With SQL, it's easy to retrieve individual rows from a database, but it's an entirely different endeavor to connect and chain them together. Remember all the fun JOIN statements you were cursing by the end of your first database lecture? If you try to answer questions like the list above, you'll find yourself in a deep tangle of JOINs.

Ultimately, SQL is high in complexity and harder to maintain. That's why so many graph-based solutions don't rely on traditional SQL.

GraphQL for graph traversal

GraphQL is JSON on steroids. It's very easy to learn and understand. JSON is virtually everywhere, made popular through its use in RESTful APIs and JavaScript. Stepping from JSON to GraphQL is a no-brainer.

GraphQL makes it easy to explore related data objects. You can explore connections between resources by adding just another line to the query. Because of its ability to chain resources and quickly select the fields that matter, it has become a powerful alternative to RESTful APIs in many services.

processes {   // list of processes on this system
  pid         // the process PID
  user {      // list the user that runs this process
     name     // grab the user's name...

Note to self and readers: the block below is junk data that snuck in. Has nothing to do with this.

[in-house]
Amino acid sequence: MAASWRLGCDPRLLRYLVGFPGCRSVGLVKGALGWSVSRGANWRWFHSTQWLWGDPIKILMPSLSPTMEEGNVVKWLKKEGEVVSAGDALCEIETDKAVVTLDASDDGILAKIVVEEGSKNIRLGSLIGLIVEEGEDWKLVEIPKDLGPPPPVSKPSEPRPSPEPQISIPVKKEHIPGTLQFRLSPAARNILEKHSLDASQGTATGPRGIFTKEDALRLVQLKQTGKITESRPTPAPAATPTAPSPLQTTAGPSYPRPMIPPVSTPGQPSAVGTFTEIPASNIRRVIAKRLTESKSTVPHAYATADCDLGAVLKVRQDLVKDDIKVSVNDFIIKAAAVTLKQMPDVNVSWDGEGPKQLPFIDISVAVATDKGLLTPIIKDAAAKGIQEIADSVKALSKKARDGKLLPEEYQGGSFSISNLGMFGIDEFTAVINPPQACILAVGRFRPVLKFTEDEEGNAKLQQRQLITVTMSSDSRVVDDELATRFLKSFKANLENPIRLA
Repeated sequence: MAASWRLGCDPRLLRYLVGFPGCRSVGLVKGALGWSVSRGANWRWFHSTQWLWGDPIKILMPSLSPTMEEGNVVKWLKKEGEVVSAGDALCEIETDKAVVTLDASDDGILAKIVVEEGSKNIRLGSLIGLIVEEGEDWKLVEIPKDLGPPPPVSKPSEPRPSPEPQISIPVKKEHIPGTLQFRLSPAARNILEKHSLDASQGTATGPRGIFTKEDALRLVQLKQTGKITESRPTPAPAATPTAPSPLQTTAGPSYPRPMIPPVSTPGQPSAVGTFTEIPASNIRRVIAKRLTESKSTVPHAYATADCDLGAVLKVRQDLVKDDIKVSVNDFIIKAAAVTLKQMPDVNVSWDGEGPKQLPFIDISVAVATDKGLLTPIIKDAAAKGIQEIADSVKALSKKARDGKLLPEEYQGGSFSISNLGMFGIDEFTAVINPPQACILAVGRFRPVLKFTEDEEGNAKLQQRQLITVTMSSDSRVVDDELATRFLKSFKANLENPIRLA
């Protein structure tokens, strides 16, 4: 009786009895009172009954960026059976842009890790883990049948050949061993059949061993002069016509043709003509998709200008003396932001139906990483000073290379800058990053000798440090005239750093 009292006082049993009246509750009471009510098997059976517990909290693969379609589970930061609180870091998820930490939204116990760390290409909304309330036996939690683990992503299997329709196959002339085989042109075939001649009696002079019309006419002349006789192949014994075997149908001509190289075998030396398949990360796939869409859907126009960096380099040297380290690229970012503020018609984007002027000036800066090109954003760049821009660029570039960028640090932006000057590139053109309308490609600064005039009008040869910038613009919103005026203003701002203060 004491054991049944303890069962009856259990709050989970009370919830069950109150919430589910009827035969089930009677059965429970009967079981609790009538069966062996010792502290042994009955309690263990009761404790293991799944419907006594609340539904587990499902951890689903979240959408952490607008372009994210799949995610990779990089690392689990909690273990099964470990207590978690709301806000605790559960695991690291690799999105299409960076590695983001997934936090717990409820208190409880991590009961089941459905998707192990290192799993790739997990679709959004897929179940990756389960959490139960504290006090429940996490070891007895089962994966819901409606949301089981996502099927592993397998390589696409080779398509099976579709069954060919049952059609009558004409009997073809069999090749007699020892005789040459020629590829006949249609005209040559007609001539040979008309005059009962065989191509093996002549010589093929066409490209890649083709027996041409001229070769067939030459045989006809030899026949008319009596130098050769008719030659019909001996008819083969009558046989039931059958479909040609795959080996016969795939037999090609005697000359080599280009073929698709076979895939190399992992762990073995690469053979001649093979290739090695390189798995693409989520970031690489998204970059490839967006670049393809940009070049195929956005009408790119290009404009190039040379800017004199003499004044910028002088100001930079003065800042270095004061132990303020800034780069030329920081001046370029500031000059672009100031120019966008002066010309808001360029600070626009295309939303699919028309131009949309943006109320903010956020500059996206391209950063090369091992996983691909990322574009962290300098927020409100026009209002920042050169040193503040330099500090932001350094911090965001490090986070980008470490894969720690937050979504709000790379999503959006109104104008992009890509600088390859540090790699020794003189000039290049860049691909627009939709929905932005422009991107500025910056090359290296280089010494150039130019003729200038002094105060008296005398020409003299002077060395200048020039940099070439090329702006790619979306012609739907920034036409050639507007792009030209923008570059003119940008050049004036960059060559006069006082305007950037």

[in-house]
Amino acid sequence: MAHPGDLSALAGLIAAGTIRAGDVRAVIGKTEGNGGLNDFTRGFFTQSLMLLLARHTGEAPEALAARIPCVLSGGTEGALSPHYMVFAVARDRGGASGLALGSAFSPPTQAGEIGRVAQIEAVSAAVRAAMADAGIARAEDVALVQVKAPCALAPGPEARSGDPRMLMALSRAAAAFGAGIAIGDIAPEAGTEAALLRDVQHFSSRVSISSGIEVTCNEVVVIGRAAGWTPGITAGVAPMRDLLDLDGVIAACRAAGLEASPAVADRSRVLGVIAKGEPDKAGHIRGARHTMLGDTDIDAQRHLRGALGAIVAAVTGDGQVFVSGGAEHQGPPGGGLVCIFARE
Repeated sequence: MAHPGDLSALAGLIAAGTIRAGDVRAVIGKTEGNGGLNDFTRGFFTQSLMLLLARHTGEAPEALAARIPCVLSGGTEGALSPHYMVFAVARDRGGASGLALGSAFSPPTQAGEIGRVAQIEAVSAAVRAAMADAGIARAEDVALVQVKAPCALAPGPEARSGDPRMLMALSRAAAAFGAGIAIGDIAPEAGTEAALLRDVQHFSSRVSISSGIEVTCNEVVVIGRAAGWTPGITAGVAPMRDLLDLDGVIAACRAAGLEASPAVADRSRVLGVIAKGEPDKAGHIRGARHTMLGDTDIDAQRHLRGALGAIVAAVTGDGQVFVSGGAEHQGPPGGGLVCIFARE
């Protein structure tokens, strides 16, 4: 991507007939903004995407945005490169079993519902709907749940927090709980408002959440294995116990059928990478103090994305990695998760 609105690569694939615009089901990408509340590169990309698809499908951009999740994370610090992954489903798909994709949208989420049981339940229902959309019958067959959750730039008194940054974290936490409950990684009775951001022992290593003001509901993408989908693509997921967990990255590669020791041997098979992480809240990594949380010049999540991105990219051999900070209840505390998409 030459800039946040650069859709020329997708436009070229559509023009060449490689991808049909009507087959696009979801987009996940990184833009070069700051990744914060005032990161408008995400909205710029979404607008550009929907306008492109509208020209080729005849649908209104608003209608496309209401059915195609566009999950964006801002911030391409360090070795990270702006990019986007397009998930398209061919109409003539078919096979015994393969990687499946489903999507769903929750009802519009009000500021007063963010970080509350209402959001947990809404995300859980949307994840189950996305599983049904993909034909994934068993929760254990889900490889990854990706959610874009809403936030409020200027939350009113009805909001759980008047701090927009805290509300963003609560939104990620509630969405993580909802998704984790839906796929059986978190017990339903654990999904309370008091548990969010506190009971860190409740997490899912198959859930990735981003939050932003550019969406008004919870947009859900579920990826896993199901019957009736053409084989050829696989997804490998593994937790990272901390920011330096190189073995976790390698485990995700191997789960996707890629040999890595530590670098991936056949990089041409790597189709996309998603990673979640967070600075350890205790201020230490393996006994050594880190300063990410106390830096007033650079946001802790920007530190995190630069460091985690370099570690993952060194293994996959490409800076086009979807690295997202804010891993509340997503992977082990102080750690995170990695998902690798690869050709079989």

uid      // ... and UID
  }
}

Why extend GraphQL?

I might have given you the impression that we found the perfect solution in GraphQL. While it was very close, it didn't quite meet the needs of our use cases. So we built MQL as an extension of GraphQL.

GraphQL extensions like MQL are common. These graph databases are modifications of GraphQL that are tailored to fit a specific environment.

These are some of the most exciting ways that MQL extends GraphQL:

  • Make filters universal
  • Select *
  • Assertions
  • Lightweight scripts

Let's explore each one.

Make filters universal

GraphQL usually hands filters to the backend. Filters are custom to resources. You specify them in parentheses right after the query field:

users(uid: 0) {
  name
}

GraphQL works well enough for easier problems, but often doesn't allow more powerful searches. Because we couldn't anticipate (and didn't want to limit) all the questions that our users might ask, we needed a better approach.

Enter MQL's filters:

users.where( uid > 0 && uid < 1000 ) {
  name
}

These where statements are accessible to all MQL resources and allow you to filter based on any of a resource's fields, including regular expressions and time checks:

accounts.where( 
  email == /gmail.com$/ &&
  lastLogin > time.today
)

Select *

We understand why GraphQL generally doesn't support this. However, for our use case, it made a lot of sense to select * and explore data more freely. We often forget what fields are supported. Even with auto-complete in the CLI and editors, it's often easier to just grab all data and later break it down. In some cases, users also just want to collect everything they can about a resource.

For example, this query returns all fields in the users data structure:

users{*}

users: [
  0: {
	uid: 0
	gid: 0
	shell: "/bin/bash"
	home: "/root"